Skip to main content

Cute and unique names to call your new grey kitten

Bringing home a new kitten means you’re getting a new furry family member. Just like other members of your family, that kitten needs a name all his own. But naming a kitten can be a challenge, especially when you’re still getting to know the kitten’s personality. That’s where turning to some popular name options can help. If your kitten is grey, a name that honors or has fun with his color is a great way to go. We’ve pulled together a list of grey kitten names that just might help you land on the perfect option. Whether you’re looking for a name for a female or a male grey kitten, these suggestions can help you to get started.

Grey cat lying on the floor with a string toy
Image used with permission by copyright holder

Grey kitten names

  • Angel
  • Ash
  • Azure
  • Christian (Grey)
  • Cinder
  • Cinderella
  • Cosmo
  • Diamond
  • Earl (Grey)
  • Freya
  • Gandalf
  • Goose
  • Greycie
  • Grady
  • Greyson
  • Heather
  • Hurricane
  • Lady Grey
  • Lavender
  • London
  • Mercury
  • Meredith (Grey)
  • Merlin
  • Misty
  • Nimbus
  • Otter
  • Pearl
  • Pebbles
  • Pigeon
  • Rain
  • River
  • Rocky
  • Sergeant Pepper
  • Shadow
  • Smokey
  • Storm
  • Stormy
  • Thunder
  • Winter
  • Wolf
  • Zephyr

Tips for naming your grey kitten

As you come up with names for your kitten, make a long list of potential options. Have your friends and family come up with names, too, and add those to the list.

If you’re looking for more inspiration, think about your favorite movies, artists, and writers. You might name your cat after a character in a TV show you like, or you might love a particular word or phrase from a song. Cities and towns also can make great name material.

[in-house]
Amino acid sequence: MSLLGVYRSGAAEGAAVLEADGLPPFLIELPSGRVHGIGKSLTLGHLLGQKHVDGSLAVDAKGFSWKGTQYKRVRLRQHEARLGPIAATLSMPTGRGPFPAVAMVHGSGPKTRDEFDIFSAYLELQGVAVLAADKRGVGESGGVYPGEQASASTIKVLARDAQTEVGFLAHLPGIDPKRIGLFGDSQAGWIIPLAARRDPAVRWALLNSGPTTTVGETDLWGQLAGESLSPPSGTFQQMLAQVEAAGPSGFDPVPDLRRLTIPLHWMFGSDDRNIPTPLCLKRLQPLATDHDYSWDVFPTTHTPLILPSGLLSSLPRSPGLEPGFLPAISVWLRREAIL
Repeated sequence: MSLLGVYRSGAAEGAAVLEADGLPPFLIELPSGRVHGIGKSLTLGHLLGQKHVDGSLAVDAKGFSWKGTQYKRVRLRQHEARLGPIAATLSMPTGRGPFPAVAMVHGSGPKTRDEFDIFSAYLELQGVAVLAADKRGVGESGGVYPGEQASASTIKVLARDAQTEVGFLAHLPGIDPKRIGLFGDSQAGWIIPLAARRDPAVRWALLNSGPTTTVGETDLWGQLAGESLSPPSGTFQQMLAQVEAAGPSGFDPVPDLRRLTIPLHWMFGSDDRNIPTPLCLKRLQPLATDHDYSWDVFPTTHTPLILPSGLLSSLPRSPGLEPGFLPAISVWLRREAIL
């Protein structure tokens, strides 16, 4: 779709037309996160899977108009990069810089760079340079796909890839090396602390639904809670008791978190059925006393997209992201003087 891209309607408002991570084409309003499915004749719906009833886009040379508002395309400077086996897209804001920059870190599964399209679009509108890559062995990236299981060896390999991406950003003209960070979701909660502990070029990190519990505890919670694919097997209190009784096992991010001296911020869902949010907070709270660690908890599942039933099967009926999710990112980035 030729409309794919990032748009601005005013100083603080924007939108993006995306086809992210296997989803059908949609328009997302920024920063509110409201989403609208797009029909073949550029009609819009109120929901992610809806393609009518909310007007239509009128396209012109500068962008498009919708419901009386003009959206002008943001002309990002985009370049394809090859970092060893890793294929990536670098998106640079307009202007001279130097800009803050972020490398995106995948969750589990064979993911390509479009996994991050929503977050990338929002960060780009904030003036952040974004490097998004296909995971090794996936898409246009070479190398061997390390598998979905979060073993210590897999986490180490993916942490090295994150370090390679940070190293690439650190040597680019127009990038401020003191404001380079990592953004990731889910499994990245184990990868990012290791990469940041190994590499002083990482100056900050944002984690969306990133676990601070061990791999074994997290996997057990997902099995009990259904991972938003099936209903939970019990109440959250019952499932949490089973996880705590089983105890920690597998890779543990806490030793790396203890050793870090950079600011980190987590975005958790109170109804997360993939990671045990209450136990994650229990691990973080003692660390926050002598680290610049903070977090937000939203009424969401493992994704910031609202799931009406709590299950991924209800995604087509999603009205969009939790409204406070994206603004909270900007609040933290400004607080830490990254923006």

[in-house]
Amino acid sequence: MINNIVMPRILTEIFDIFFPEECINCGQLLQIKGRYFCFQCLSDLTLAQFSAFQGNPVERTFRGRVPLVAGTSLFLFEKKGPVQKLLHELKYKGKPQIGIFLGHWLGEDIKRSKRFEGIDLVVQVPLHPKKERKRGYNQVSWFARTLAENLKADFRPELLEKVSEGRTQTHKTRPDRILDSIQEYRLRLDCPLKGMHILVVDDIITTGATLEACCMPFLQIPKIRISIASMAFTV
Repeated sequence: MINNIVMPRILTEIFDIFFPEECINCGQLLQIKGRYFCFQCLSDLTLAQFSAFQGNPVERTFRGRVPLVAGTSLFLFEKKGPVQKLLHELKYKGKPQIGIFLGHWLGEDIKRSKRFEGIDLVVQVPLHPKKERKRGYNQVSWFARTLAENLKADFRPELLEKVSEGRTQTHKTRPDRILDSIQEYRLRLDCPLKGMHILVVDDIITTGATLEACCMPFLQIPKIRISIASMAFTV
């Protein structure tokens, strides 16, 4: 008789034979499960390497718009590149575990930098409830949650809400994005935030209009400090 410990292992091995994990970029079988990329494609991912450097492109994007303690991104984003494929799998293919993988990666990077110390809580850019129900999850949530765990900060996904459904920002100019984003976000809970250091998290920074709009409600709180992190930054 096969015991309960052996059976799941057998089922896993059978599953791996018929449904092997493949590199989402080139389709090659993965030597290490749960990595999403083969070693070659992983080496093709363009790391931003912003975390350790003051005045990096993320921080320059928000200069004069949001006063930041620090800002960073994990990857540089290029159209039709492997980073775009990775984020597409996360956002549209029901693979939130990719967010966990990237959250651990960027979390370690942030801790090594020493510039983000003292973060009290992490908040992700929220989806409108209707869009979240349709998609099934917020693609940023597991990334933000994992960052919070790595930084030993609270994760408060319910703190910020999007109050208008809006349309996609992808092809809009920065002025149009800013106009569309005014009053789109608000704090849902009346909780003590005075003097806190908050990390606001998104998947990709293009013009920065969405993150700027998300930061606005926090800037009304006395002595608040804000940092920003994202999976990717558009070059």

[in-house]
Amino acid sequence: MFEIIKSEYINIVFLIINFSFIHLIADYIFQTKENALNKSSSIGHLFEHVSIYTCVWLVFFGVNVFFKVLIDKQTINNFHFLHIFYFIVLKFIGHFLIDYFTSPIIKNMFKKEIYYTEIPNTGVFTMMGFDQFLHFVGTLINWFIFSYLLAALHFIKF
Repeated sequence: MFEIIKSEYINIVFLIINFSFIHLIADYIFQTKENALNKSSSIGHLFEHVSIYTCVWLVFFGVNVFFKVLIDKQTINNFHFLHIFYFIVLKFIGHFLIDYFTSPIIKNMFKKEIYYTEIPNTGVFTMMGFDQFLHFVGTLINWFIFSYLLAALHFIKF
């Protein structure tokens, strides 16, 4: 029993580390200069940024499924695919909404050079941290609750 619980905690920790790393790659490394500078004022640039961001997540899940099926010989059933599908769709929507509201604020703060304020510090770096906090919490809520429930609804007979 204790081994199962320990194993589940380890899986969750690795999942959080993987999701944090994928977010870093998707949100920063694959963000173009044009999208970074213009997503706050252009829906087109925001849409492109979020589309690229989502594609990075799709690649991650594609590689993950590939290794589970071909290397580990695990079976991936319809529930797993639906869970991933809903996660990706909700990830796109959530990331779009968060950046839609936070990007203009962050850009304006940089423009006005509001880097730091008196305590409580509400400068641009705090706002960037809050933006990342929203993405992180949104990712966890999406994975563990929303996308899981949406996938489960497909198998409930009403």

After you’ve created a list of potential names, start narrowing the list down until you’re left with just a few favorites. Think about how well each name suits your cat, and consider potential nicknames, too.

It’s important to pick a name that doesn’t sound too similar to the names of other pets or people in your home. This can help to avoid confusion and will make it easier for your kitten to learn to recognize his name.

You’ll also want to think about the complexity of the name. Two-syllable names tend to be easy to say, but longer names can become a mouthful. If you do give your cat a name with more than two syllables, decide on a nickname you’ll mainly use.

Once you’ve chosen a name, start to use it frequently around your kitten. The more you use the name, the sooner your kitten will learn to respond to it. Avoid using different nicknames during this time, and instead focus on the one you want your kitten to learn is his.

You’ll also need to share the name with people who need to know it. Call your vet and update your kitten’s medical records to reflect his new name. It’s also important to update the name in your kitten’s microchip records, which you can do by calling the microchip company.

Grey kitten sitting outside on a stump
Image used with permission by copyright holder

Additional tips to help your kitten settle in

While you’re working on naming your kitten, it’s important to help him settle into his new home. Give your kitten a space all his own, like a room in your house, and try to avoid the temptation to frequently check in on and pet him, unless he’s comfortable with that. Many kittens can be a little shy and nervous at first, so you’ll want to be patient and let your kitten get used to his new surroundings and his new family. Once your kitten is more confident, you can start letting him out to explore the house and meet the people and pets in it.

Naming a new kitten can take a while. You may need a week or two to find the name that’s just right for your kitten. With time, you’ll get to know your kitten better and you’ll be able to choose a name that truly fits his personality. Have fun with the naming process and know that sooner or later, you’ll find the perfect name for your new family member. In the meantime, spend some quality time with your kitten and let him know he’s now an important member of your family.

Editors' Recommendations